By Blogger ❤ IceGlacial™ ❤, at 7:39 PM  

  • Aah a lesson in Japanese at last

    By Blogger QUASAR9, at 6:16 AM  

  • Thanks Intrepid - I forgot I had bookmarked that website some time ago. I am notoriously rubbish at visiting bookmarks nowadays. But I left a couple of sentences about why I love it here for the May issue :)

    By Blogger Olivia, at 10:21 AM  

  • IceGlacial
    Thanks a lot for going the extra mile, so to speak! (I also appreciate the free Chinese lesson...and am contemplating how and what to donate...)

    That Chinese character for "blue" doesn't seem to be part of the Japanese lexicon. At least I can't find it in any of my dictionaries. I'll look around a bit more.

    Concerning the idiom, it is also common in Japan to use the word "ao" (青) to mean "immature or inexperienced" in the same way that we say "green" in English. That's very interesting.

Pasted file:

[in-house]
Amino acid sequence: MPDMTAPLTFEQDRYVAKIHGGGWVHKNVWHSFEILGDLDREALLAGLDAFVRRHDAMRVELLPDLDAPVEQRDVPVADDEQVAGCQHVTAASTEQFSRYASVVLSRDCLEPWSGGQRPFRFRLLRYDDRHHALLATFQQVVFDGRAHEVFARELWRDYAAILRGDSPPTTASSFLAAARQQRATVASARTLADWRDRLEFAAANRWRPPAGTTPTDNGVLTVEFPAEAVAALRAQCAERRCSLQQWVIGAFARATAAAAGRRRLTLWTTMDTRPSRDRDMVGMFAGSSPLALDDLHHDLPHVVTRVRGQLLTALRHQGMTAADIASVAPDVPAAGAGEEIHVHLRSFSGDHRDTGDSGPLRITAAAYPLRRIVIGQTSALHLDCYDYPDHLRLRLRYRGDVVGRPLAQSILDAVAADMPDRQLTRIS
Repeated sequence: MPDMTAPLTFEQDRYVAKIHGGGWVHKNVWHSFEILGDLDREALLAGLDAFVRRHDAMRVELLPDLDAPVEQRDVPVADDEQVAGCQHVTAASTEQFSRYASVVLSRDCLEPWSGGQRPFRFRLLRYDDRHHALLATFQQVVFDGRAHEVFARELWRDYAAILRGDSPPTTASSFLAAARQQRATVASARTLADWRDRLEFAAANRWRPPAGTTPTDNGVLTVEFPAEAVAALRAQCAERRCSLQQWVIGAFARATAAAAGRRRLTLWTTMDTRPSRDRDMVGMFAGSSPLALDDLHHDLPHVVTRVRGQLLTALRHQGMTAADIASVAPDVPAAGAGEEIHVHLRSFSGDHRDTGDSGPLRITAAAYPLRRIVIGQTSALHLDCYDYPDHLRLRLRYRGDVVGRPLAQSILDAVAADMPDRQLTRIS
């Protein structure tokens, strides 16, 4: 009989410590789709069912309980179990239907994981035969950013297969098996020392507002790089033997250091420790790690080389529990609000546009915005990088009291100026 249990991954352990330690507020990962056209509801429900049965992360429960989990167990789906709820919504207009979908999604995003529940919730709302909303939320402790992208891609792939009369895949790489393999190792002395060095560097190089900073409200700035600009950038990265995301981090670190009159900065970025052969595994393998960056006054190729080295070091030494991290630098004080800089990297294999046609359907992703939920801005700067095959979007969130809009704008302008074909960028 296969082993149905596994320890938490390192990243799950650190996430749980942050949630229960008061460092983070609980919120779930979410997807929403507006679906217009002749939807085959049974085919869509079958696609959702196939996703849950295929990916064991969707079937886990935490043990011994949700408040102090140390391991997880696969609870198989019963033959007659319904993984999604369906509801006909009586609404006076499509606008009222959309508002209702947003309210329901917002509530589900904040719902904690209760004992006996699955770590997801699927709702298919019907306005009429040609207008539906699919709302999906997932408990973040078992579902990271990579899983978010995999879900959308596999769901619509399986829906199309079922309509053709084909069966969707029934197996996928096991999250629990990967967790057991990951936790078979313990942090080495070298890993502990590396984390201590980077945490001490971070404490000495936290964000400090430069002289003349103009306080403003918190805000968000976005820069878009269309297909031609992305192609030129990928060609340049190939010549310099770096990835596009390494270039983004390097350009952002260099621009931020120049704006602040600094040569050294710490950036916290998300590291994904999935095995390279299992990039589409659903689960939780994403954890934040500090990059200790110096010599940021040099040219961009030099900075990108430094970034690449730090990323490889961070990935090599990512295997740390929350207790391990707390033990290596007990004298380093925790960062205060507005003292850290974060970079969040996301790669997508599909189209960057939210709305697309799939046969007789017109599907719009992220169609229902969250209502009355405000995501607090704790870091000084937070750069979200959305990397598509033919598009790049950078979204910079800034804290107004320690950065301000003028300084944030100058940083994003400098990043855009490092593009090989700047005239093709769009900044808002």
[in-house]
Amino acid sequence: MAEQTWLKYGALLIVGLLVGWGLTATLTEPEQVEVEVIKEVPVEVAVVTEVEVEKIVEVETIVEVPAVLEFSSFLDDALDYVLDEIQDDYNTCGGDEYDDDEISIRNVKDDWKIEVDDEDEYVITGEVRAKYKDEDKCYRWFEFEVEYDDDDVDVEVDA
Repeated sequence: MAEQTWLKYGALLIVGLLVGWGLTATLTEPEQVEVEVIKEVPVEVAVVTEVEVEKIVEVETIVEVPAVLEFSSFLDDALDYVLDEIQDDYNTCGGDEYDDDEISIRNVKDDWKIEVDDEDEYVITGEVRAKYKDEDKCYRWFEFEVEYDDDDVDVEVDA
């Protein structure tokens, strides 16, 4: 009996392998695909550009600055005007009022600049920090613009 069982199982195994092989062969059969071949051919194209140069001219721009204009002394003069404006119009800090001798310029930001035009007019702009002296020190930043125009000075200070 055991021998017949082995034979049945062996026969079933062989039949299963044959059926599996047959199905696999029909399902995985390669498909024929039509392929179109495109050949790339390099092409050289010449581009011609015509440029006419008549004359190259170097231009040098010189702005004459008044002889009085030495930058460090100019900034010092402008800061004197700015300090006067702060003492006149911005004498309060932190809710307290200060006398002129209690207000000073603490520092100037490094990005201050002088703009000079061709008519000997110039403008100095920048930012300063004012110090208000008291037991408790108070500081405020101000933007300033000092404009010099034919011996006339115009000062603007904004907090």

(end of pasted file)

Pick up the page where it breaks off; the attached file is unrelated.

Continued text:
What, are you hoping for more? ;-)

    Not a comment for me. Hmmph!

    That looks like a very handy site. When I looked at it, the first thing I saw was a picture of a nice, frothy beer. The route to a minstrel's heart...

    By Blogger The Moody Minstrel, at 11:06 AM  

  • @Moody:

    No problem, :)

    And about the japanese lexicon..

    Is "藍" the word you were looking for?

    It means "Love" rite?
    And the other meaning is "Indigo"?

    Correct me if i'm wrong - my japanese is weak.

    By Blogger ❤ IceGlacial™ ❤, at 1:46 AM  

  • IceGlacial
    You're right in that the kanji 藍, read "ai" in Japanese, means "indigo" as in both the color and the plant. However, none of my dictionaries verify that that kanji also means "love". It's true that the Japanese word for love is "ai", but it uses a different kanji (愛), so it may be a homonym (i.e. two words that sound alike but have different meanings).

    There are LOTS of homonyms in Japanese...the result of a very simple phonetic system.

    By Blogger The Moody Minstrel, at 4:15 PM